Despite a security breach involving 1,560 accounts, the Singapore government insists the country's e-government login system is not vulnerable and instead suggests users need to do more to protect their own accounts.
Minister for Communication and Information Yaacob Ibrahim said in a parliament session Monday that there was no vulnerability in the SingPass system, noting that the breach reported last month could have been the result of weak user passwords or malware. There are more than 3.3 million SingPass accounts, which citizens use to access over 340 e-government services including filing income taxes, checking balances in the national retirement fund, and registering new businesses.
The security breach affected 1,560 SingPass users who had received notifications that their passwords had been reset, despite not requesting to do so. As a result, their accounts might have been accessed without their permission, according to a statement released last month by ICT regulator, Infocomm Development Authority of Singapore (IDA).
Although there were no reports of illegal access then, three of the 1,560 SingPass accounts were later found to have been used to apply for work passes. Discovered last week, these fraudulent applications were immediately canceled.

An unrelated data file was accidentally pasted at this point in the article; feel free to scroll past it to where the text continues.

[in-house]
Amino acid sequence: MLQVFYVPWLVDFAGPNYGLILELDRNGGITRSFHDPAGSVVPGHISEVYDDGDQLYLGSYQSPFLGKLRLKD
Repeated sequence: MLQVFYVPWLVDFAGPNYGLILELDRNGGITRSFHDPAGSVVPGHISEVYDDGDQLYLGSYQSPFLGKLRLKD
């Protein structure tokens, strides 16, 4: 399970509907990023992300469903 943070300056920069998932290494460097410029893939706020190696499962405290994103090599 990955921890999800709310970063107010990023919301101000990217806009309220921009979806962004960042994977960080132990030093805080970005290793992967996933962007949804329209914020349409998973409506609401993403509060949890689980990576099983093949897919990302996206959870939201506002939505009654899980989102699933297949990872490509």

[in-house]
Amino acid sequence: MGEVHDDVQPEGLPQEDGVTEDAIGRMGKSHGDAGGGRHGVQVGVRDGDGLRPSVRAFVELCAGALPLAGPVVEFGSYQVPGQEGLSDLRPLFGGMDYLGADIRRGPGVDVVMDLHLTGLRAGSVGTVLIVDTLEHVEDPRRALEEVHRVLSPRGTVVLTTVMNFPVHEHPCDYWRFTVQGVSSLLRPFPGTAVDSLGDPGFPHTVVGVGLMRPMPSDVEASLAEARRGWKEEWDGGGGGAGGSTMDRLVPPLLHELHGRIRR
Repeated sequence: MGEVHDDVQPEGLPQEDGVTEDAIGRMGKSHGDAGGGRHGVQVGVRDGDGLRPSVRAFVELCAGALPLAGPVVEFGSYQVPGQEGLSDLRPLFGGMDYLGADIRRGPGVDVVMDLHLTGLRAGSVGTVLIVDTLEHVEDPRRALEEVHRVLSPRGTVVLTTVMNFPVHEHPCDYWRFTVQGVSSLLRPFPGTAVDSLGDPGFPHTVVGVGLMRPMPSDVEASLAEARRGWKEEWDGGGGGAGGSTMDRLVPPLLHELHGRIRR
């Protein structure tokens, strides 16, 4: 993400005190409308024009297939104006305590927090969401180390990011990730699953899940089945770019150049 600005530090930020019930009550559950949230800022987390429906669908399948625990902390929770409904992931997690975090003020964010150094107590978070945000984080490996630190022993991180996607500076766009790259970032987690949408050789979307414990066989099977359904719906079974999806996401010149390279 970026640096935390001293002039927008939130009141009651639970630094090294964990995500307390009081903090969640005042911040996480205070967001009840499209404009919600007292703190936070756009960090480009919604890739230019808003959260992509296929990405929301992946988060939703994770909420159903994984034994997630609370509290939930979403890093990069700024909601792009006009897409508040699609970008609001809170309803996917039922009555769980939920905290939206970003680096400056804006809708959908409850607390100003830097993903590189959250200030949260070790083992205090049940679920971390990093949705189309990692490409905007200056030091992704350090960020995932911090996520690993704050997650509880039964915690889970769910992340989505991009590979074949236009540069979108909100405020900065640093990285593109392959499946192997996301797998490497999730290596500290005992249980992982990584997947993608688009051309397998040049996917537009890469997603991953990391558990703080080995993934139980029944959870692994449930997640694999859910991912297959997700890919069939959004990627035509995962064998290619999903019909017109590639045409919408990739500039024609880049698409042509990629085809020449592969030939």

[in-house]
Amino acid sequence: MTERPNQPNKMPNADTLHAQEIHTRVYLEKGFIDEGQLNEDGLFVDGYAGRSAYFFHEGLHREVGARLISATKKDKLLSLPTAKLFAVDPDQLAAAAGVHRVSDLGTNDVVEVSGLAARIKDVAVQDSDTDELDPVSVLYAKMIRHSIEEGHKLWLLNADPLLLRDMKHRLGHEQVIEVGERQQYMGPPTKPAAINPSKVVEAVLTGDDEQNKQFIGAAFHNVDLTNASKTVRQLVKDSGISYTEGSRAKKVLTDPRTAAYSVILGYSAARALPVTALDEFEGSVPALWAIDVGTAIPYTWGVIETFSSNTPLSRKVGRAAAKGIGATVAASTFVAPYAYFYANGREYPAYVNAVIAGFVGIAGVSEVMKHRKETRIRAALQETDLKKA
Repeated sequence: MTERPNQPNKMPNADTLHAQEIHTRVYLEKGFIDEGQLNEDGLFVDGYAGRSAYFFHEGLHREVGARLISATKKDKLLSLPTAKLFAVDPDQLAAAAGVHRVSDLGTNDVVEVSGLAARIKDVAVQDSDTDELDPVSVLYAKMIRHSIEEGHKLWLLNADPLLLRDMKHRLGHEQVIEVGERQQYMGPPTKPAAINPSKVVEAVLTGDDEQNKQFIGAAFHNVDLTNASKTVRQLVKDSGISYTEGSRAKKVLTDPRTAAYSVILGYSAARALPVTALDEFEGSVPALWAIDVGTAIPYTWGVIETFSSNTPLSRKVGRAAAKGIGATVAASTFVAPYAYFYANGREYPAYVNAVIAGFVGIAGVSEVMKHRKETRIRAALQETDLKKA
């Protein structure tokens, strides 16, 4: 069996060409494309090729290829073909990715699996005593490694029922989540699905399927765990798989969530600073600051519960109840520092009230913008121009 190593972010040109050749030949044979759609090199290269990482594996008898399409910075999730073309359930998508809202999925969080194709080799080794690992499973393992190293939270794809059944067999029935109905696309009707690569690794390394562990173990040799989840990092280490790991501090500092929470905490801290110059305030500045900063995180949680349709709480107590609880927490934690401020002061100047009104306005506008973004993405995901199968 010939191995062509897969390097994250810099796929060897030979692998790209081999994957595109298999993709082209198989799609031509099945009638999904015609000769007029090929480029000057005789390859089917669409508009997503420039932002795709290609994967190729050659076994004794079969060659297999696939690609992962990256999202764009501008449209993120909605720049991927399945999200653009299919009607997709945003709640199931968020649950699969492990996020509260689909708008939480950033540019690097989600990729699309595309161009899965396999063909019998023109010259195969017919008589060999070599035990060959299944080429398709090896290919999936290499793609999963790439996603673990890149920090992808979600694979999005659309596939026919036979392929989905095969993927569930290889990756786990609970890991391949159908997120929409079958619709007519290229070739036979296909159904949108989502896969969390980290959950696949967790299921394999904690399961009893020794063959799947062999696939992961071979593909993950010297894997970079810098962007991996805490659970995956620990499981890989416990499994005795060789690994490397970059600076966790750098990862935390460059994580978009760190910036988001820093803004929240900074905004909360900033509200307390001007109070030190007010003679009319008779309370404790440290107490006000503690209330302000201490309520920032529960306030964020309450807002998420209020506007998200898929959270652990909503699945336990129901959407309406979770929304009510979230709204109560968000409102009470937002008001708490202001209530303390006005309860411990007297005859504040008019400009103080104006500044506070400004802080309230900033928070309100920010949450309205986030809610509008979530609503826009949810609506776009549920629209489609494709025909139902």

Maintaining that the system remained secured, Yaacob said in parliament the breach could had been the result of weak passwords or malware that had been installed in the affected users' personal computers, allowing hackers to capture user IDs and passwords through keystroke logging tools.
He added that the incident underscored the importance of "taking personal responsibility for cybersecurity". All SingPass users should take the necessary precautions to enhance their cybersecurity, specifically, using strong passwords to access their accounts as well as other e-services. Users should also update their antivirus software to protect their personal data, Yaacob said.
He said his ministry will work with the Finance Ministry and IDA to boost security involving e-government services, including the introduction of two-factor authentication (2FA) for services that require transactions or deal with sensitive data. He revealed that a tender had been awarded in April to begin work on a new SingPass system that would allow users to define their own usernames. Currently, a citizen's national identification number is used as the default username.
The use of 2FA will be determined by individual government agencies, which will each implement the security measure at different timelines later this year, Yaacob said.
There had been previous breaches involving SingPass, where an affected user in 2012 said his account was hacked and used in visa applications. With the Singapore government aiming to transform the country into a "smart nation", which includes initiatives to capture and analyze massive amount of data through sensors, it will need to ensure its systems and citizens' data are adequately secured.